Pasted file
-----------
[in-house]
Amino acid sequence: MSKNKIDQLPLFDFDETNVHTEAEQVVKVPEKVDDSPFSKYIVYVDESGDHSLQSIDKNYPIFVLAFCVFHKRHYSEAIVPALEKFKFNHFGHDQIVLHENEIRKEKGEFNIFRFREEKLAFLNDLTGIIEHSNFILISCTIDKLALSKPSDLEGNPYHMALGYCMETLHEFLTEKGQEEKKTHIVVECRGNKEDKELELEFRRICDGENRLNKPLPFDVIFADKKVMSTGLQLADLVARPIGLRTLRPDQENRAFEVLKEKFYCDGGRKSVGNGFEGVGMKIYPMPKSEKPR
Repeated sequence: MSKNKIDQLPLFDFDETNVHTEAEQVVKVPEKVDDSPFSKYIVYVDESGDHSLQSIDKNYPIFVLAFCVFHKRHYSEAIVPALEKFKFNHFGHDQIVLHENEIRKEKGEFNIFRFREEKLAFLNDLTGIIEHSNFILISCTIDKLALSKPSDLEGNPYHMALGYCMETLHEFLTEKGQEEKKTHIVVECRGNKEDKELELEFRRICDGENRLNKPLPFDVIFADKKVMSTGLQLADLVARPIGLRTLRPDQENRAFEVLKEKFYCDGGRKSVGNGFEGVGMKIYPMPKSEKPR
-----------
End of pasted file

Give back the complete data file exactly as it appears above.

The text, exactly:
[in-house]
Amino acid sequence: MSKNKIDQLPLFDFDETNVHTEAEQVVKVPEKVDDSPFSKYIVYVDESGDHSLQSIDKNYPIFVLAFCVFHKRHYSEAIVPALEKFKFNHFGHDQIVLHENEIRKEKGEFNIFRFREEKLAFLNDLTGIIEHSNFILISCTIDKLALSKPSDLEGNPYHMALGYCMETLHEFLTEKGQEEKKTHIVVECRGNKEDKELELEFRRICDGENRLNKPLPFDVIFADKKVMSTGLQLADLVARPIGLRTLRPDQENRAFEVLKEKFYCDGGRKSVGNGFEGVGMKIYPMPKSEKPR
Repeated sequence: MSKNKIDQLPLFDFDETNVHTEAEQVVKVPEKVDDSPFSKYIVYVDESGDHSLQSIDKNYPIFVLAFCVFHKRHYSEAIVPALEKFKFNHFGHDQIVLHENEIRKEKGEFNIFRFREEKLAFLNDLTGIIEHSNFILISCTIDKLALSKPSDLEGNPYHMALGYCMETLHEFLTEKGQEEKKTHIVVECRGNKEDKELELEFRRICDGENRLNKPLPFDVIFADKKVMSTGLQLADLVARPIGLRTLRPDQENRAFEVLKEKFYCDGGRKSVGNGFEGVGMKIYPMPKSEKPR